The Equine Heart

One of the reasons the horse is such an incredible athlete is due to its heart. The equine heart is very efficient compared to humans and many other animals, and has a larger range of beats per minute (bpm) compared to humans. An elite equine’s heart rate can range from a resting 30 bpm to 250 bpm during maximal exercise. However it is also the horse’s ability to quickly drop from racing heart rate to resting heart rate which makes it unique.


Another example of efficiency is the amount of blood it can pump around the body in a short space of time. At rest an elite racehorse can pump up to 35 litres of blood around the body in one minute, while humans only pump 5 litres. Although humans are smaller than horses and therefore do not need quite as much blood to be circulated, this is still a huge difference and highly impressive.


The heart is only one cog in the system however. Horses have enormous lungs which can suck in up to 15 litres of air in one breath during moderately strenuous exercise. Keep in mind horses only ever breathe through their nostrils even at full pace. These huge lungs provide oxygen to the heart, and the heart in turn pumps oxygenated blood to the skeletal muscles and the rest of the horse's body.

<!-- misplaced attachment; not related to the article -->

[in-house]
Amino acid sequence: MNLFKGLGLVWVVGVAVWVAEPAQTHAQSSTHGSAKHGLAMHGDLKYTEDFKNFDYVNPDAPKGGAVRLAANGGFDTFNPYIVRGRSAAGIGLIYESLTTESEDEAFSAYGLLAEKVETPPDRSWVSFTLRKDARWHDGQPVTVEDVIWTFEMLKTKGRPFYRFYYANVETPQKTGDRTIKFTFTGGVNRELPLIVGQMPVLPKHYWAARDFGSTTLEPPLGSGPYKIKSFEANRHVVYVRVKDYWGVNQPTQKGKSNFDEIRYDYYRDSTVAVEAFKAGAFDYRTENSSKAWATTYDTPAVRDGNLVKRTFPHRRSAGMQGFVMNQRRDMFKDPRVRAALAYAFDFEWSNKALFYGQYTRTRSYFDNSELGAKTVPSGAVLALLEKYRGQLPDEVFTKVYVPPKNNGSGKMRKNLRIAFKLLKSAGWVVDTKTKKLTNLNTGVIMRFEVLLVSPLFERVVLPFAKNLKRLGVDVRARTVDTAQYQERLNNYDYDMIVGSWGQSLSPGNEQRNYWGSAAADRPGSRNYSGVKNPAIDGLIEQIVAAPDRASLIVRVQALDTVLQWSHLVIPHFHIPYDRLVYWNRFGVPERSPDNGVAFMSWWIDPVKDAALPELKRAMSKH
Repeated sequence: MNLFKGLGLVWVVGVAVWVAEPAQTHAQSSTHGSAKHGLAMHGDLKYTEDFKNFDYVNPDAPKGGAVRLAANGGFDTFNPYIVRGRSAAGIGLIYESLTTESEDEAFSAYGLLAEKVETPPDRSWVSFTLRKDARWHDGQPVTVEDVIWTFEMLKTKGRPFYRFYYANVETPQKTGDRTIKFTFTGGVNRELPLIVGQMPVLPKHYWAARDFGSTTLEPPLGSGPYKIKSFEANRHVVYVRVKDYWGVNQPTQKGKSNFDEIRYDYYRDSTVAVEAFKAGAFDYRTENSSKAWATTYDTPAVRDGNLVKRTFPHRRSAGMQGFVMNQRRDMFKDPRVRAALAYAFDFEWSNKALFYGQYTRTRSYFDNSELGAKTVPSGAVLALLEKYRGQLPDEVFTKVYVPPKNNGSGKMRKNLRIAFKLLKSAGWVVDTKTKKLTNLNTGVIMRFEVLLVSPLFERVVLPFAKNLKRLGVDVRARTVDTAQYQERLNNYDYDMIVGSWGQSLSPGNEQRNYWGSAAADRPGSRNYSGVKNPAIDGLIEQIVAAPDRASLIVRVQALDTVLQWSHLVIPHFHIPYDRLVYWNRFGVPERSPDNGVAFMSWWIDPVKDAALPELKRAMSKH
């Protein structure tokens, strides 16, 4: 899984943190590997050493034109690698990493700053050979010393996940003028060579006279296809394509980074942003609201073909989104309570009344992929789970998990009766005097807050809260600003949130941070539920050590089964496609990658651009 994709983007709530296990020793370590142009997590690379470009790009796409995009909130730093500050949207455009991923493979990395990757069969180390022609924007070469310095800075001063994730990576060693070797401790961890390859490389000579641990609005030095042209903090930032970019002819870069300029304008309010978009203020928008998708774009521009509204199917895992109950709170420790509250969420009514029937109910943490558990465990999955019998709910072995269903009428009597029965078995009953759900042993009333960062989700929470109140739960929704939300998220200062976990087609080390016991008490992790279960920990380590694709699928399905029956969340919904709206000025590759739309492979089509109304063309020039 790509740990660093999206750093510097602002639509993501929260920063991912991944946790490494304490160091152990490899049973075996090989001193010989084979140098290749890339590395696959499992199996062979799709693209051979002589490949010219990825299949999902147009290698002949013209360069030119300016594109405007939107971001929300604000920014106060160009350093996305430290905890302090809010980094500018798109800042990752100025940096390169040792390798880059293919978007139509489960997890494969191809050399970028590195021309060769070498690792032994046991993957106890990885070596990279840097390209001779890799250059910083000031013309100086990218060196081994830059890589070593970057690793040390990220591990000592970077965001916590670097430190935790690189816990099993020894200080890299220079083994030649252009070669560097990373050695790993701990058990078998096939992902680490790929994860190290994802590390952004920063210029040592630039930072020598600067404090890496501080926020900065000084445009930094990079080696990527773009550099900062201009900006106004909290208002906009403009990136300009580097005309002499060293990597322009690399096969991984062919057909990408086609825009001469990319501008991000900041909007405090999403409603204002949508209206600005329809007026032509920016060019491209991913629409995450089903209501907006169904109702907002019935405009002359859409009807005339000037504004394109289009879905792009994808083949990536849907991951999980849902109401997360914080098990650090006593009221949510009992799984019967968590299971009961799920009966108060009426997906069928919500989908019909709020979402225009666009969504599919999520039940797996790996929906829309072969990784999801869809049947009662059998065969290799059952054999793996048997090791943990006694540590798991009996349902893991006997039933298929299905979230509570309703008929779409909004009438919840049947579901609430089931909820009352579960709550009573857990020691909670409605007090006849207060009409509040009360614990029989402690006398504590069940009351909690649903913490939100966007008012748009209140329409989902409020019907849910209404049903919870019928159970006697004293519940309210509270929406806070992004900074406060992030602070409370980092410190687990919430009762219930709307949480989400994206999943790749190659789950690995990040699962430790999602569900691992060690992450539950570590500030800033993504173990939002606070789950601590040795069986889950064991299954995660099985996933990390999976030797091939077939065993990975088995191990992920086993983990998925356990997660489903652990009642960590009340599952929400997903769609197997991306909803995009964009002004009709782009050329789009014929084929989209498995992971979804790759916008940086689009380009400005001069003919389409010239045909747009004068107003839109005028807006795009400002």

This last element is not just important for the horse’s mobility and functionality, but also because the locomotion driven by the skeletal muscles is connected to breathing pattern. This locomotion has an impact on the efficiency of respiration, for example during canter and gallop the horse takes one breath per stride. Therefore the more efficient the locomotion or stride, the more efficient the respiration and vice versa.


Some people speculate that the bigger the heart the faster the horse. Thoroughbreds do have proportionally larger hearts, while draught horse’s are proportionally smaller. Famous horses such as Phar Lap and Secretariat had unusually large hearts even for thoroughbreds. However heart size alone cannot guarantee the athletic potential of a horse.




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